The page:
To John Hancock
Head Qrs Harlem Heights Octobr 2d 1776
I do myself the Honor of transmitting to you the inclosed Letter from Lt Colo. Livingston with Sundry Copies of Genl Delancey’s Orders, which discover the measures the Enemy are pursuing on Long Island for raising Recruits and obtaining supplies of provisions;1 in consequence of the intelligence they contain and authentic advices thro other Channels respecting these matters, I have sent Brigadr Genl Geo. Clinton to meet Genl Lincoln who has got as far as Fairfield with part of the Troops lately ordered by the Massachusets Assembly, to concert with him and Others, an Expedition across the Sound with these Troops—three Companies under Colo. Livingston and such further aid as Governor Trumbull can afford, in order to prevent, if possible, their effecting these important Objects, and to assist the Inhabitants in the removal of their Stock, Grain &c. or in destroying them, that the Enemy may not derive any advantage or benefit from ’em. The recruiting Scheme they are prosecuting with uncommon industry, nor is it confined to Long Island alone, having just now received a Letter from the Committee of Westchester County, advising, that there are several Companies of Men in that & Dutchess County preparing to go off and join the King’s Army.2 I have given directions to our Guard Boats and the sentries at our Works at Mount Washington to keep a strict look out in case they attempt to come down the North River, also to Genl Heath at Kingsbridge, that the utmost vigilance may be observed by the Regimts and troops stationed above there, and down towards the East River, that they may intercept them, should they take that Route with a view of crossing to Long Island.3 I will use every precaution in my power to prevent these parricides from accomplishing their designs, but I have but little hopes of success, as it will be no difficult matter for ’em to procure a passage over some part or other of the Sound.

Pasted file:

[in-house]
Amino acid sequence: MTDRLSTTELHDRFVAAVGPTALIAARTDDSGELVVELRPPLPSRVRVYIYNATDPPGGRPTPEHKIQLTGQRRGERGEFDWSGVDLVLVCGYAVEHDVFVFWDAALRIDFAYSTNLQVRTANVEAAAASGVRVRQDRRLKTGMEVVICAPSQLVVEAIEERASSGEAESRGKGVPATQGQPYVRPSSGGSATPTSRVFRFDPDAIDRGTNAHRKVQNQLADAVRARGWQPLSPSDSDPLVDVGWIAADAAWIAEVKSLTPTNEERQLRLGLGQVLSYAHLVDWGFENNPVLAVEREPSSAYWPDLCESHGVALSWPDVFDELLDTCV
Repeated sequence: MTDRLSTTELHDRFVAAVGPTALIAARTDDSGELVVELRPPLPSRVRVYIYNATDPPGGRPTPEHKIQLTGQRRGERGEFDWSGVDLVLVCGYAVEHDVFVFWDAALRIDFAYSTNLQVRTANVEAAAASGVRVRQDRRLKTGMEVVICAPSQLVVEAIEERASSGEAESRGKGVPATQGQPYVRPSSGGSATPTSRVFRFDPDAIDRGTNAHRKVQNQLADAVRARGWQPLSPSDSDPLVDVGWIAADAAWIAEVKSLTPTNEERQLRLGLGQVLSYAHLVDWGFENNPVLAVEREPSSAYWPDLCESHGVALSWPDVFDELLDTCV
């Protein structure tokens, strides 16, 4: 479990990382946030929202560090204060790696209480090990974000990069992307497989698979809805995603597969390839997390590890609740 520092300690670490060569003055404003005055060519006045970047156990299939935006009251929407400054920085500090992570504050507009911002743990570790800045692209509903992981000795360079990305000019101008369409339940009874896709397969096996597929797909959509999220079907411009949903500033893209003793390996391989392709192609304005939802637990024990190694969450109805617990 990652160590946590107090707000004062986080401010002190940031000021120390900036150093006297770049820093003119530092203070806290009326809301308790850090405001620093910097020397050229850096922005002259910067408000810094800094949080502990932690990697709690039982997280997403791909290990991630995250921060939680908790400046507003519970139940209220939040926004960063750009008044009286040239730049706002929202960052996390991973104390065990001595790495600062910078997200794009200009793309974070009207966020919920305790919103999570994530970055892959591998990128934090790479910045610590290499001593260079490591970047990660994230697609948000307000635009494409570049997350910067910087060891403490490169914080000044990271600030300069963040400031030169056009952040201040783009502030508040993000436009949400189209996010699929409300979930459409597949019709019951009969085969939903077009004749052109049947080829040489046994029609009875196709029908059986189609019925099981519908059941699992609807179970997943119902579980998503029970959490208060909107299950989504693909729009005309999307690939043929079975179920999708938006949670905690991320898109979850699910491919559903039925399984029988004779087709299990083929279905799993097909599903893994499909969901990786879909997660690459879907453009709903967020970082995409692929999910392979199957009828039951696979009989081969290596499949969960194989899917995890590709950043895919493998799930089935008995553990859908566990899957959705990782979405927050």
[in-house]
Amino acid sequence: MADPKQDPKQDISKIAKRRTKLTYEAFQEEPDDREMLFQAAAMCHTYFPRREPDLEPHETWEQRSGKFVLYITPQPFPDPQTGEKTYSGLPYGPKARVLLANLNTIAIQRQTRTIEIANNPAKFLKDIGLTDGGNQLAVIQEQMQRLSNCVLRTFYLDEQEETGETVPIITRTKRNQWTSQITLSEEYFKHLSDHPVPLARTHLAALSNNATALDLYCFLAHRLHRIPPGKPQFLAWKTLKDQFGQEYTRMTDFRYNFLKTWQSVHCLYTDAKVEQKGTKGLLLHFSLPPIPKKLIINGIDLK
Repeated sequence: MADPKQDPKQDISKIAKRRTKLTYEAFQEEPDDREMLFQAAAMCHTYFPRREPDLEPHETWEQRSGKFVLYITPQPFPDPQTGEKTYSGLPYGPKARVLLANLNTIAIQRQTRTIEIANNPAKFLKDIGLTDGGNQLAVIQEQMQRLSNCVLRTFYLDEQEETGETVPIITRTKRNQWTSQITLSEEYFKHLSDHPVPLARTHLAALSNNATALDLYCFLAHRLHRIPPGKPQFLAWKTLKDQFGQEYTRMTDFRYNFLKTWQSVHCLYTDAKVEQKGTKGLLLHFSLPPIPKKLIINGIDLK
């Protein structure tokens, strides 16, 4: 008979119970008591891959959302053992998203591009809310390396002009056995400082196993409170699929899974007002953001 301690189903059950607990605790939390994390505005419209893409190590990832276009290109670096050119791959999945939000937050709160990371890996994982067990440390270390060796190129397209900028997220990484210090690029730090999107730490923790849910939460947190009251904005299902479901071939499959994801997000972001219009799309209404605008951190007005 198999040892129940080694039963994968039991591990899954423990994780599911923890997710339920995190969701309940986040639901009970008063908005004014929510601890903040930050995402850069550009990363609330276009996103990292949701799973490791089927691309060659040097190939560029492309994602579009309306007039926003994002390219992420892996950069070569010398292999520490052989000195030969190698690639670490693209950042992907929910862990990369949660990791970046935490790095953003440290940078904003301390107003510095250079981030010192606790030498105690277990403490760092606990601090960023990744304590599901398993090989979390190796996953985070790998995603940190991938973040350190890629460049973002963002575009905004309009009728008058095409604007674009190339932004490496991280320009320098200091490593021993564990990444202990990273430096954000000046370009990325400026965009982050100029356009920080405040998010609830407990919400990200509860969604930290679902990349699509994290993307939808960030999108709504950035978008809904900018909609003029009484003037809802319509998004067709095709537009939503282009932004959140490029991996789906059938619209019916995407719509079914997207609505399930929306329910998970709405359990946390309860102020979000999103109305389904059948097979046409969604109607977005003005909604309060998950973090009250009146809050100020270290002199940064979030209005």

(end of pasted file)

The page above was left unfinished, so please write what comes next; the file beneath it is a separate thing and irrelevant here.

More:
I have been applied to lately by Colo. Weedon of Virginia for permission to recruit the deficiency of Men in his Regiment out of the Troops composing the flying Camp, informing me at the same time, that some of those from Maryland had offered to engage; Colo. Hand of the Rifle Batallion made a similar application to day: If the Inlistments could be made, they would have this good consequence, the securing of so many in the Service; However as the measure might occasion some uneasiness in their own Corps and be considered as a Hardship by the States to which they belong, & the means of their furnishing more than the Quota exacted from them in the General arrangement, and would make it more difficult for ’em to compleat their own Levies, I did not conceive myself at liberty to authorize It without Submitting the propriety of it to the consideration of Congress and obtaining their opinion, whether It should be allowed or not.4
I have inclosed a List of Warrants granted from the 2d to the 30th Ulto inclusive, the only return of the sort, that I have been able to make since the Resolution for that purpose, owing to the unsettled state of our Affairs and my having sent my papers away: You will also receive Sundry Letters &c. from Genl Schuyler, which came under cover to me and which I have the honor of forwarding.5
By a Letter just received from the Committee of Safety of the State of New Hampshire, I find a Thousand of their Militia were about to march on the 24th Ulto to reinforce this Army in consequence of the requisition of Congress. previous to their march Gen. Ward writes me, he was obliged to furnish them with 500 lb. of powder and 1000 lb. of Musket Ball,6 and I have little reason to expect that they are better provided with other Articles, than they were with ammunition; in such case they will only add to our present distress, which is already far too great & become disgusted with the service tho’ the time they are engaged for is only till the first of Decemr—This will injure their inlisting for a longer Term, if not wholly prevent it.